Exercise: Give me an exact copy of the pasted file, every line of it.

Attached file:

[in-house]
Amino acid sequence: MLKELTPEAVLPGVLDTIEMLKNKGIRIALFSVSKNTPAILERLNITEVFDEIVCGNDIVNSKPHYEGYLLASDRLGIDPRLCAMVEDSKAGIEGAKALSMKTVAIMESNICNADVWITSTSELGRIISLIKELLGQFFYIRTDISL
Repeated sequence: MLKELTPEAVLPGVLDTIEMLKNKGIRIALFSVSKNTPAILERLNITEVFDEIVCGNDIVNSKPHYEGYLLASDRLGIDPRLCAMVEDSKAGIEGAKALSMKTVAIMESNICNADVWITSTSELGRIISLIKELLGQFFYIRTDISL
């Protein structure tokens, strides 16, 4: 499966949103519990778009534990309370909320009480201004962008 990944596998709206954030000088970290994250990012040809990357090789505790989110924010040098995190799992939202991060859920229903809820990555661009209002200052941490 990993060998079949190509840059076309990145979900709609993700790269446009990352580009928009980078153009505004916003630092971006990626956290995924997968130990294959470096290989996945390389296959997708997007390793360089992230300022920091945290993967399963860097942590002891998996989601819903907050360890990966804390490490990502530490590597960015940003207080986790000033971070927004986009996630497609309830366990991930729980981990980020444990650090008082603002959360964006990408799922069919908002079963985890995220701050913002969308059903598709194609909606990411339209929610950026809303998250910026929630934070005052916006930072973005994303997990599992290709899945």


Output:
[in-house]
Amino acid sequence: MLKELTPEAVLPGVLDTIEMLKNKGIRIALFSVSKNTPAILERLNITEVFDEIVCGNDIVNSKPHYEGYLLASDRLGIDPRLCAMVEDSKAGIEGAKALSMKTVAIMESNICNADVWITSTSELGRIISLIKELLGQFFYIRTDISL
Repeated sequence: MLKELTPEAVLPGVLDTIEMLKNKGIRIALFSVSKNTPAILERLNITEVFDEIVCGNDIVNSKPHYEGYLLASDRLGIDPRLCAMVEDSKAGIEGAKALSMKTVAIMESNICNADVWITSTSELGRIISLIKELLGQFFYIRTDISL
């Protein structure tokens, strides 16, 4: 499966949103519990778009534990309370909320009480201004962008 990944596998709206954030000088970290994250990012040809990357090789505790989110924010040098995190799992939202991060859920229903809820990555661009209002200052941490 990993060998079949190509840059076309990145979900709609993700790269446009990352580009928009980078153009505004916003630092971006990626956290995924997968130990294959470096290989996945390389296959997708997007390793360089992230300022920091945290993967399963860097942590002891998996989601819903907050360890990966804390490490990502530490590597960015940003207080986790000033971070927004986009996630497609309830366990991930729980981990980020444990650090008082603002959360964006990408799922069919908002079963985890995220701050913002969308059903598709194609909606990411339209929610950026809303998250910026929630934070005052916006930072973005994303997990599992290709899945």